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Epilepsy Gene Mutation Discovered in Dogs May Help Treat People: U of G Study

Prof. Fiona James studies how to treat epilepsy in dogs. Photo credit University of Guelph.

A new gene mutation discovered in dogs by an international research team including a University of Guelph professor may help better diagnose and treat one of the most common kinds of epilepsy in people.

Screening for similar gene changes in human patients may give clinicians a new tool for treatment, including potential new drugs, said Fiona James, a clinical studies professor in the Ontario Veterinary College.

Prof. Fiona James studies how to treat epilepsy in dogs
The discovery is reported in a paper published this week in the Proceedings of the National Academy of Sciences by a team of researchers in Canada, Germany and Finland. Read more.

Published February 21, 2017 by University of Guelph

Can a mouse meditate? Why these researchers want to find out

Written by:Deborah Netburn, Los Angeles Times

Can a mouse meditate? A new study suggests the answer is … kind of.

Researchers from the University of Oregon in Eugene have replicated some of the same brain patterns exhibited by human meditators in the brains of mice – no tiny meditation cushions or squeaky “oms” required.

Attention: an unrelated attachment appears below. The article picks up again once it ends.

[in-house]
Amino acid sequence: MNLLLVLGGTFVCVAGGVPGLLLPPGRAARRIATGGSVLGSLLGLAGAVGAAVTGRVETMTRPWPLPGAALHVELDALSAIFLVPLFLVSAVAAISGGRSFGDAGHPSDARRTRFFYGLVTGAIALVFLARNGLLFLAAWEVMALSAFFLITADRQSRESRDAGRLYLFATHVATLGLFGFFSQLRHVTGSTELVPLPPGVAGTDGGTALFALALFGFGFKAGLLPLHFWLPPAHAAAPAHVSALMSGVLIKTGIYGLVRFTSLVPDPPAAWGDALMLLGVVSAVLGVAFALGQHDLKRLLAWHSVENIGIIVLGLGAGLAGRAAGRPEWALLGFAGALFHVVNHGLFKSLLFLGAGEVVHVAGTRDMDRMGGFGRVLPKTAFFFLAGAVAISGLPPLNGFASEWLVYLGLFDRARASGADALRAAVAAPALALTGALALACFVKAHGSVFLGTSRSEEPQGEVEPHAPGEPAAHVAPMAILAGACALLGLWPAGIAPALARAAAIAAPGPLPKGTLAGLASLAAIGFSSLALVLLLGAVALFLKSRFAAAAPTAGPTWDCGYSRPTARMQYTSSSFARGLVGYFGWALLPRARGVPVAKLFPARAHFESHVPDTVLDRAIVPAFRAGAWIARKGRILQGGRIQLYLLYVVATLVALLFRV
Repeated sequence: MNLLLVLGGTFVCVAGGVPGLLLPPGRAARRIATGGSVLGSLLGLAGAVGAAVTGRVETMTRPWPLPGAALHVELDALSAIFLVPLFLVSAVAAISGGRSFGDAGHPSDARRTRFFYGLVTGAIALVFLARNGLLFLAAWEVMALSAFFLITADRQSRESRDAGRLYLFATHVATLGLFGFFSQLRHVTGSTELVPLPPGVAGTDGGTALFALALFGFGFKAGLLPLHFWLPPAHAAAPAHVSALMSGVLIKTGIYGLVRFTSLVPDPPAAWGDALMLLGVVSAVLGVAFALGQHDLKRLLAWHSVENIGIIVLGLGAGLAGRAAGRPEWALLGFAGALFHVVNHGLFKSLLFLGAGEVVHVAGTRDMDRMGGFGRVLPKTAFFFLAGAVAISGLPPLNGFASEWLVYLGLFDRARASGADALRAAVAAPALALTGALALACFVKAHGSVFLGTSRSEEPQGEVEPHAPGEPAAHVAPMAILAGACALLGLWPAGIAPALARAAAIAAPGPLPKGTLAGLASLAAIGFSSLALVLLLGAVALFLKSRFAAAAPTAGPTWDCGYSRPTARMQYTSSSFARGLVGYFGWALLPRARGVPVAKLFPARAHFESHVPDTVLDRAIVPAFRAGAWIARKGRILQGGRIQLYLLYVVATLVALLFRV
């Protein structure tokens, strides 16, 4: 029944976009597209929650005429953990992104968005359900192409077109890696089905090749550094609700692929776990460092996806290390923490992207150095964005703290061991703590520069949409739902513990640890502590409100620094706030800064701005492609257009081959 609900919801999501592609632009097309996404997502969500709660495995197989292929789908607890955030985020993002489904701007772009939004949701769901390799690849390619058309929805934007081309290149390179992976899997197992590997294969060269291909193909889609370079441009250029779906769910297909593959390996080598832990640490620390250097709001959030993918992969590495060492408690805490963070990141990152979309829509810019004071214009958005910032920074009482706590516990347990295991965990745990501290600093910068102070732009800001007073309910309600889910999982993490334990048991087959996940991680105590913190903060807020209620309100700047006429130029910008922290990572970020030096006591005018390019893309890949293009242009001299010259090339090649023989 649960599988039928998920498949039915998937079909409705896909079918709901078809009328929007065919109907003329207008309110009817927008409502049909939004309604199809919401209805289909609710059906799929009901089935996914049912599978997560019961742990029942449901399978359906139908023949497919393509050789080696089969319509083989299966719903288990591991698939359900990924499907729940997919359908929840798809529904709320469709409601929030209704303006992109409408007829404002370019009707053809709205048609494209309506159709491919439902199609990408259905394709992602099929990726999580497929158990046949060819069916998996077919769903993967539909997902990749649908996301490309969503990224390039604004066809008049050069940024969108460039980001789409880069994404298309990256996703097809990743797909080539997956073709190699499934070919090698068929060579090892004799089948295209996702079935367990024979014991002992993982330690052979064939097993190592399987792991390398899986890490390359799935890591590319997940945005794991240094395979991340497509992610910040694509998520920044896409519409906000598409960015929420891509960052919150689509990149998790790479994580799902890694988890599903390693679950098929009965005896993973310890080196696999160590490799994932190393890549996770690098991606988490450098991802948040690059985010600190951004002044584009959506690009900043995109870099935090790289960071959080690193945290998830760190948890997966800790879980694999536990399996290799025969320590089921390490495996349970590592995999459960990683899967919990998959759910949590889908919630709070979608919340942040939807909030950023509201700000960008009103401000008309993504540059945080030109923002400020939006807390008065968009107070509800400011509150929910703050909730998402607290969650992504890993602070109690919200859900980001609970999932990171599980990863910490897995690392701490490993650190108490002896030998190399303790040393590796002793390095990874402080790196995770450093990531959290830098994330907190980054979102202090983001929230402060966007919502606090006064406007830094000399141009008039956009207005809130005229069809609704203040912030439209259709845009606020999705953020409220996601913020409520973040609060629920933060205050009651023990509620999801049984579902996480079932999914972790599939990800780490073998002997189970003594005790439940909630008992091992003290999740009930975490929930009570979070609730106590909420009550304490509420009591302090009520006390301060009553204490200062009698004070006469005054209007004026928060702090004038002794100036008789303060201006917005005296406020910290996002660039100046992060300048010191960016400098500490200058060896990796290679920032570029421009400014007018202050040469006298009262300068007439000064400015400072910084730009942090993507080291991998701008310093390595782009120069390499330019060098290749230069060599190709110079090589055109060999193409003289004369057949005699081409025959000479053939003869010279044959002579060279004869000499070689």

Still, experiments show that the “meditating mice” were more relaxed and less stressed than those with no rodent meditation training.

The authors say the work, published Monday in PNAS, provides a proof of concept that will allow them to learn more about how meditation affects the brain. Read more.

Published by MedicalExpress February 21, 2017

Listeria may be serious miscarriage threat early in pregnancy

Article Written by: Chris Barncard

Listeria monocytogenes, the common food-borne bacteria depicted in this illustration based on electron microscope imagery, can cause miscarriage, stillbirth and premature labor in pregnant women. Image Credit: James Archer/Centers for Disease Control

Listeria, a common food-borne bacterium, may pose a greater risk of miscarriage in the early stages of pregnancy than appreciated, according to researchers at the University of Wisconsin–Madison School of Veterinary Medicine studying how pathogens affect fetal development and change the outcome of pregnancy.

“For many years, listeria has been associated with adverse outcomes in pregnancy, but particularly at the end of pregnancy,” says Ted Golos, a UW–Madison reproductive physiologist and professor of comparative biosciences and obstetrics and gynecology. “What wasn’t known with much clarity before this study is that it appears it’s a severe risk factor in early pregnancy.” Read more.

Published by University of Wisconsin – Madison February 21, 2017

Gut bacteria may play a role in Alzheimer’s disease